Florida Keys Bike Tour – Marathon to Looe Key

Bicycling 100 miles from Key Largo to Key West – Day 2

This is a continuation of our Florida Keys bike tour three-part blog. Day one provides overall details of our bike tour, including detailed trip planning, outfitting with Key Largo Bike and Adventure Tours and our first day on the road. As a refresher, this was a ride to celebrate my 59th birthday. Most serious road bikers would do the 100-mile stretch in one day. We opted for three days, preferring to sightsee and dine our way down the Florida Keys.

Mark from Key Largo Bikes provided our bicycles, hotel recommendations, daily luggage shuttle and bike pickup at the trip’s end in Key West. He was invaluable with tips on things to do and see along the way. I’m hoping to get back down to the Keys again soon and do the same trip, or maybe travel with Mark on one of his bike trips to Cuba.

Day one (covered in another blog) took us from Key Largo to Marathon. We spent the night at the Glunz Ocean Beach Hotel & Resort. Glunz is family-owned with a high level of guest service. Not to mention it has a fun outdoor bar for hanging out after the ride.

Bike tour Florida Keys Seven Mile Bridge
Seven Mile Bridge sits about half way down the Florida Keys.

Biking Marathon and Seven Mile Bridge

Day two started by cycling through the town of Marathon, a 10-mile jaunt mostly along bike paths. A great side trip is down Sombrero Beach Blvd. at Mile Marker 50 where a two-mile bike trail takes you to Sombrero Beach. Sombrero Beach is a city park and includes bathrooms and picnic tables. It’s also a good place to snorkel. Hurricane Irma caused extensive damage here but as of December things were largely reopened.

Navigate back to Highway 1 and follow the bike path to Mile Marker 47, the start of Seven Mile Bridge. If there was a stretch you could skip while biking the Florida Keys it would be this one. For seven miles you’re pedaling on the shoulder of Highway 1 hoping you don’t get a flat and hoping that motorists are paying attention to the road and not awestruck by the scenery. But it’s the only way to make the bike ride down the Keys so just grin and bike it.

You’ll bike beside the old Seven Mile Bridge, considered an engineering marvel when originally built to connect Henry Flagler’s railroad down to Key West. The old bridge and the island of Pigeon Key are on the National Historic Register. The five-acre Pigeon Key was home base for railroad workers and now serves as a historic site. The only access is via ferry from Mile Marker 47. Ferry times are limited so check this website if you want to include a trip to Pigeon Key on your bike ride.

After crossing Seven Mile Bridge plan to visit Bahia Honda State Park.
After crossing Seven Mile Bridge plan to visit Bahia Honda State Park.

Florida Keys bike tour stop at Bahia Honda State Park

Plan on making a stop at the end of Seven Mile Bridge at Bahia Honda State Park. We spent a couple of hours here visiting the beaches and walking up to the steel truss railroad bridge which opened to train traffic in 1912 and was later double decked to accommodate cars. The park has food, restrooms, wifi and and offers kayak rental and snorkeling tours.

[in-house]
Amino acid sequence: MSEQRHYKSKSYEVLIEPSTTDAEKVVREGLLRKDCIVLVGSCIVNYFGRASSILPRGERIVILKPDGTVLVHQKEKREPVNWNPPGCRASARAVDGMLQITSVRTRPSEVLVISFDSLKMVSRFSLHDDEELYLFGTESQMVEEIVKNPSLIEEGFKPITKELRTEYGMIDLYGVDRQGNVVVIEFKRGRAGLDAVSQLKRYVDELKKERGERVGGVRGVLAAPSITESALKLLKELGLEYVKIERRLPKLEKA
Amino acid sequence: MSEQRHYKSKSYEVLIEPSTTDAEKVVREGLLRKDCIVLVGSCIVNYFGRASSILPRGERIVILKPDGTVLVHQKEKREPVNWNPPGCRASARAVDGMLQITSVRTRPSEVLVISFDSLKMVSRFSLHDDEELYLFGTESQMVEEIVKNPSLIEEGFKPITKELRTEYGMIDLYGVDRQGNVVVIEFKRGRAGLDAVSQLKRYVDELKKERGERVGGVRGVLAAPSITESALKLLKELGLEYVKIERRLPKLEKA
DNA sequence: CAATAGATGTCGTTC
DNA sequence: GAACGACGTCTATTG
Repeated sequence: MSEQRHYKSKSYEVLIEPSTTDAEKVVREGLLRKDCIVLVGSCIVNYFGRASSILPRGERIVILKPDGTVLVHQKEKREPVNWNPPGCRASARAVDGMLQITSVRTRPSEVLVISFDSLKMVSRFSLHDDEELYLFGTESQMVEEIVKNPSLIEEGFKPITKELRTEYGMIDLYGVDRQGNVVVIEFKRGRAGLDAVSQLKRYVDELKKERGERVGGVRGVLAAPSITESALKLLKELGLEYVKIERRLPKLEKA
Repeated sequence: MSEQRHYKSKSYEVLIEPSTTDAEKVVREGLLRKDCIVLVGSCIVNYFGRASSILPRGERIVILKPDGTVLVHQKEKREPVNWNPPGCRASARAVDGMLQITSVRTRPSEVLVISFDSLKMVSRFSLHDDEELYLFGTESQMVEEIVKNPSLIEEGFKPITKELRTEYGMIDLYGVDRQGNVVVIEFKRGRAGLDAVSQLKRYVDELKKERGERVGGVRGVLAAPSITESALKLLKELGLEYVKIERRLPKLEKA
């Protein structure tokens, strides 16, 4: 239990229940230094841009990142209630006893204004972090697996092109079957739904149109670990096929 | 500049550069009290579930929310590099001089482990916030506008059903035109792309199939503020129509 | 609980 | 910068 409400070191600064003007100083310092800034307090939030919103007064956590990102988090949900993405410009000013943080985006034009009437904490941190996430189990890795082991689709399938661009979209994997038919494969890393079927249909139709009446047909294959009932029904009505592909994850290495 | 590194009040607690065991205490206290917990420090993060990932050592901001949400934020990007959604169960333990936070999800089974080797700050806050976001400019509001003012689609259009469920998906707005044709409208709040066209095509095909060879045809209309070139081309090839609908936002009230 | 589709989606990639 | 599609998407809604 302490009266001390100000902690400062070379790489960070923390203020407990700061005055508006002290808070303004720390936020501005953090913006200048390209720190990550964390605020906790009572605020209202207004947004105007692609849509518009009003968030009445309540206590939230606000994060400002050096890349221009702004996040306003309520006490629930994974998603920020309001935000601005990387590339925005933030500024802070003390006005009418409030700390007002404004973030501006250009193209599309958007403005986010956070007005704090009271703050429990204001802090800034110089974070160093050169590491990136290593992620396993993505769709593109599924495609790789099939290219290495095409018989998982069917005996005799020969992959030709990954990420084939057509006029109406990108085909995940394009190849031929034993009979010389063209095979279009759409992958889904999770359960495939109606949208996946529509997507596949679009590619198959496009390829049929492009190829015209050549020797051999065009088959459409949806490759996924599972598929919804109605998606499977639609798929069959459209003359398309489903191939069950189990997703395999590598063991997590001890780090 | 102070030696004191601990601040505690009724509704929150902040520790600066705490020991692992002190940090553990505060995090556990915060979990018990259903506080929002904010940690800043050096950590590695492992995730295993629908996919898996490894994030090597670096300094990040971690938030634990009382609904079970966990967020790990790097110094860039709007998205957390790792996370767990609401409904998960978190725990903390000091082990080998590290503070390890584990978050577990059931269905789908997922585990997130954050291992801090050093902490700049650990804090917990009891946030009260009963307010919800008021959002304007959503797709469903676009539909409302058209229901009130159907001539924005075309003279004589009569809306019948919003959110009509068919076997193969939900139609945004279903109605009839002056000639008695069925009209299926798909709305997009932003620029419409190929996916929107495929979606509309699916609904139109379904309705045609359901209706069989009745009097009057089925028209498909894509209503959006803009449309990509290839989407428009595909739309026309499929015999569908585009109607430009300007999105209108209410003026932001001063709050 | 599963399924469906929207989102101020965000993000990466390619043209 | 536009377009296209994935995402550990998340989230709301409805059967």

No Name Pub Bicycle Florida Keys
Bike four miles off Highway 1 to find No Name Pub.
Bicycle Key West. No Name Pub dollars cover walls
Dollar bills cover the entire interior of No Name Pub.

Florida Keys bike tour stop at No Name Pub

Back on the Highway 1 bike path, your next destination of note is Big Pine at Mile Marker 31. Exit here to No Name Key and bike the island four miles to No Name Pub. The site traces its history to 1931 when it opened as a bait shop and general store. In 1936 a restaurant was added and has operated from the site ever since.

At the time it opened, the only way vehicles reached Key West was via a ferry which docked nearby and everyone had to pass No Name Pub on the way south. Bridges replaced the ferry but the crowd kept coming despite the obscure location. Want a place off the beaten path? This is it. The food is surprisingly good. And dollar bills cover ever inch of the interior with people’s names and messages. The wait staff will bring you markers and a stapler so you can add your bill to the collection.

No Name Pub owners say the dollar bills began collecting this way: “The 1970s and 80s were a rowdy time of our history.  Jimmy Buffett played on the juke box while people would drink, eat and dance to excess in the Pub. There was a lot of illegal money passing through the Keys back then and everyone loved to spend it. They had so much money in fact they started hanging it on our walls.” Truth or folklore? We don’t know. But it makes for a great story.

We filled our bellies with food and beer. Fortunately it was just a few miles to our stop for the night … Looe Key Reef Resort & Dive Center. “Resort” is not what you think. While you won’t find them in Travel and Leisure’s list of World’s Best Resort Hotels, this is a first rate dive shop and boat charter operation which bills itself as a diver’s hotel. As long as your expectations are realistic, this is a fun place to stay. The Tiki Bar and Grill is on the property so once we parked our bicycles we were set for the night.

Day three – Onward to Key West

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